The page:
The sequence of steps of any of the above processes can be repeated multiple times until the desired number of circuit lines is provided.
In addition, if desired, the copper circuit lines can be plated with another conductive metal such as gold or nickel-gold as well known in the art.
Moreover, the multiple structure obtained pursuant to the above processing can then be joined together to form a multilayer circuit board.
The foregoing description of the invention illustrates and describes the present invention. Additionally, the disclosure shows and describes only the preferred embodiments of the invention but, as mentioned above, it is to be understood that the invention is capable of use in various other combinations, modifications, and environments and is capable of changes or modifications within the scope of the inventive concept as expressed herein, commensurate with the above teachings and/or the skill or knowledge of the relevant art. The embodiments described hereinabove are further intended to explain best modes known of practicing the invention and to enable others skilled in the art to utilize the invention in such, or other, embodiments and with the various modifications required by the particular applications or uses of the invention. Accordingly, the description is not intended to limit invention to the form disclosed herein. Also, it is intended that the appended claims be construed to include alternative embodiments.
|Cited Patent||Filing date||Publication date||Applicant||Title|
|US3149265||21 Feb 1962||15 Sep 1964||Lord Mfg Co||Damped electric circuit board|
|US3324014||3 Dec 1962||6 Jun 1967||United Carr Inc||Method for making flush metallic patterns|
|US3622384 *||3 Sep 1969||23 Nov 1971||Nat Res Dev||Microelectronic circuits and processes for making them|
|US4306925||16 Sep 1980||22 Dec 1981||Pactel Corporation||Method of manufacturing high density printed circuit|
|US4875282||7 Nov 1988||24 Oct 1989||Trw Inc.||Method of making multilayer printed circuit board|
|US4915983 *||10 Jun 1985||10 Apr 1990||The Foxboro Company||Multilayer circuit board fabrication process|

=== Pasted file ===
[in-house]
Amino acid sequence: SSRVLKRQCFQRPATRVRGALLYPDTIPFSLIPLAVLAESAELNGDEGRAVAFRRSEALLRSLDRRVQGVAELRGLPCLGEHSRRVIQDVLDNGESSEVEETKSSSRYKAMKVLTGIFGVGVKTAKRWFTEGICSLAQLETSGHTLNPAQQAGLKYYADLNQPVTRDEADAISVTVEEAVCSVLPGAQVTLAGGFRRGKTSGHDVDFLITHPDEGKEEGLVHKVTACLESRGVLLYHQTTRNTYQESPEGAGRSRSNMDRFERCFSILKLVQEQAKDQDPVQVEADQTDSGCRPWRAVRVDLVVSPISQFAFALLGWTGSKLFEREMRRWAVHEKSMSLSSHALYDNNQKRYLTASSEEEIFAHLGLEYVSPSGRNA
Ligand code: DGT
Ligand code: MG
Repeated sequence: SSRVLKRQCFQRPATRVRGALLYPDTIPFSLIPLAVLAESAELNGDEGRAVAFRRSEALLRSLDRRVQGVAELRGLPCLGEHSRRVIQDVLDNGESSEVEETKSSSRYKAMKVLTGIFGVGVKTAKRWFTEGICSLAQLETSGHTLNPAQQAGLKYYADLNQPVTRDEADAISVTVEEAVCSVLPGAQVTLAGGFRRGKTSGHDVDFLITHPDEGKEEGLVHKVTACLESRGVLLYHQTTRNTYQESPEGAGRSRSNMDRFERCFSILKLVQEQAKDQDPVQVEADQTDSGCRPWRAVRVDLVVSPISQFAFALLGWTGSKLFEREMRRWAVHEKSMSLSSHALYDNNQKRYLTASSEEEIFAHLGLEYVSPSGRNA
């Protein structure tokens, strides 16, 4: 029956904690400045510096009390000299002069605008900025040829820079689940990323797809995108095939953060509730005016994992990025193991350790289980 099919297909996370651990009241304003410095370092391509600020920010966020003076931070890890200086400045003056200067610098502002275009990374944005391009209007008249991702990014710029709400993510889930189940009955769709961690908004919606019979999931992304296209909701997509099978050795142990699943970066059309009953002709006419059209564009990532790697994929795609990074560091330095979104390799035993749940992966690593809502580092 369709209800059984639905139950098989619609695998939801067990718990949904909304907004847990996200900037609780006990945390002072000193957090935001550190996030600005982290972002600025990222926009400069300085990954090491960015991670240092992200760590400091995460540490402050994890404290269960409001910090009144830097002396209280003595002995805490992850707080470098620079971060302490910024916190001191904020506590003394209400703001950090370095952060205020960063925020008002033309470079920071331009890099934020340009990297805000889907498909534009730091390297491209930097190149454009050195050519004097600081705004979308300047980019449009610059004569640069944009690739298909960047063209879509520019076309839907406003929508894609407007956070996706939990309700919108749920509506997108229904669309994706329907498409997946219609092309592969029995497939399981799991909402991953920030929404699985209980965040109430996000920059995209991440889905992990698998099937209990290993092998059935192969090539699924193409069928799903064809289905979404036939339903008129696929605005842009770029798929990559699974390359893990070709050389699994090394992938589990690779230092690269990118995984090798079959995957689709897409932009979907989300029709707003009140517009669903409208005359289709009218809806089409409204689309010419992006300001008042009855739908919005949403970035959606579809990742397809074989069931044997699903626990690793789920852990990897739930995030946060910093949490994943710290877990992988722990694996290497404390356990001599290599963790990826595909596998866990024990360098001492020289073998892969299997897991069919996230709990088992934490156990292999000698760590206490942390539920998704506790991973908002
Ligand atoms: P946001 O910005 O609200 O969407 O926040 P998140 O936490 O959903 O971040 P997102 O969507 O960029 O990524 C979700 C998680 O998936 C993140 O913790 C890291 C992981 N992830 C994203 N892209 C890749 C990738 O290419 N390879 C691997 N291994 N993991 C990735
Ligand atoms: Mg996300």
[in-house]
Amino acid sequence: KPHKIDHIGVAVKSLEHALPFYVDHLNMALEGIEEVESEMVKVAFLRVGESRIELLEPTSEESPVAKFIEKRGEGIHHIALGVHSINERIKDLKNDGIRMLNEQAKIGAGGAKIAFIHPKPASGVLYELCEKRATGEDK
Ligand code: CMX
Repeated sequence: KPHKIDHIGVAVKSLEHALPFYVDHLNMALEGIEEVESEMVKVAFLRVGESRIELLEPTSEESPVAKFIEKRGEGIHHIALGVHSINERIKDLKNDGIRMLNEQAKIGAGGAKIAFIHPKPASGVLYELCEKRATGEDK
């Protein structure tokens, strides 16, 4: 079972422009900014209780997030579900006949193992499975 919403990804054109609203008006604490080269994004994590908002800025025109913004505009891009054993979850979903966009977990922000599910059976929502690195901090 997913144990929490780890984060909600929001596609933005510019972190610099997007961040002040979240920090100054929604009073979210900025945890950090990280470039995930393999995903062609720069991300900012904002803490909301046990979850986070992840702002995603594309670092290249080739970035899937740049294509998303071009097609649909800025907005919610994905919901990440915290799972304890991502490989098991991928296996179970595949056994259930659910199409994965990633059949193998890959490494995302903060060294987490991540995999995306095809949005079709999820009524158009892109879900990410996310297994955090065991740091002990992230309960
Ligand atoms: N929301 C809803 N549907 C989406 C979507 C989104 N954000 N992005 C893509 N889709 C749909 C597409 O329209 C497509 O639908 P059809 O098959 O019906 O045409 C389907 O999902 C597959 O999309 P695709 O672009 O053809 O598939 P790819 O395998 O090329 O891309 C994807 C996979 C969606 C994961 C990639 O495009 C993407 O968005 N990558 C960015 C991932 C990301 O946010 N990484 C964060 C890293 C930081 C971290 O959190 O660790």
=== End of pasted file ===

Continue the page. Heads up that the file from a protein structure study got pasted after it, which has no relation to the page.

|US4970354 *||21 Feb 1989||13 Nov 1990||Asahi Chemical Research Laboratory Co., Ltd.||Electromagnetic wave shielding circuit and production method thereof|
|US5004640||10 Mar 1989||2 Apr 1991||Matsushita Electric Industrial Co., Ltd.||Multilayered ceramic substrates and method for manufacturing the same|
|US5456817||21 Oct 1994||10 Oct 1995||Nikko Gould Foil Co., Ltd.||Surface treatment method of a copper foil for printed circuits|
|US5620800||30 Mar 1995||15 Apr 1997||U.S. Philips Corporation||Laminated structure of a metal layer on a conductive polymer layer and method of manufacturing such a structure|
|US5647966||2 Oct 1995||15 Jul 1997||Matsushita Electric Industrial Co., Ltd.||Method for producing a conductive pattern and method for producing a greensheet lamination body including the same|
|US5714050||26 Jan 1996||3 Feb 1998||Yazaki Corporation||Method of producing a box-shaped circuit board|
|US5821168||16 Jul 1997||13 Oct 1998||Motorola, Inc.||Process for forming a semiconductor device|
|US5822850||22 Dec 1995||20 Oct 1998||Kabushiki Kaisha Toshiba||Circuit devices and fabrication Method of the same|
|US5830533||4 Dec 1992||3 Nov 1998||Microelectronics And Computer Technology Corporation||Selective patterning of metallization on a dielectric substrate|
|US5863405||18 May 1994||26 Jan 1999||Polyplastics Co., Ltd.||Process for forming conductive circuit on the surface of molded article|
|US5891513||16 Jan 1996||6 Apr 1999||Cornell Research Foundation||Electroless CU deposition on a barrier layer by CU contact displacement for ULSI applications|
|US5976393||11 Feb 1998||2 Nov 1999||Fujitsu Limited||Method of manufacturing multilayer circuit substrate|
|US6183669||9 Mar 2000||6 Feb 2001||Murata Manufacturing Co., Ltd.||Paste composition, circuit board using the same, ceramic green sheet, ceramic substrate, and method for manufacturing ceramic multilayer substrate|
|US6274821 *||15 Sep 1999||14 Aug 2001||Denso Corporation||Shock-resistive printed circuit board and electronic device including the same|
|US6323435 *||29 Jul 1999||27 Nov 2001||Kulicke & Soffa Holdings, Inc.||Low-impedance high-density deposited-on-laminate structures having reduced stress|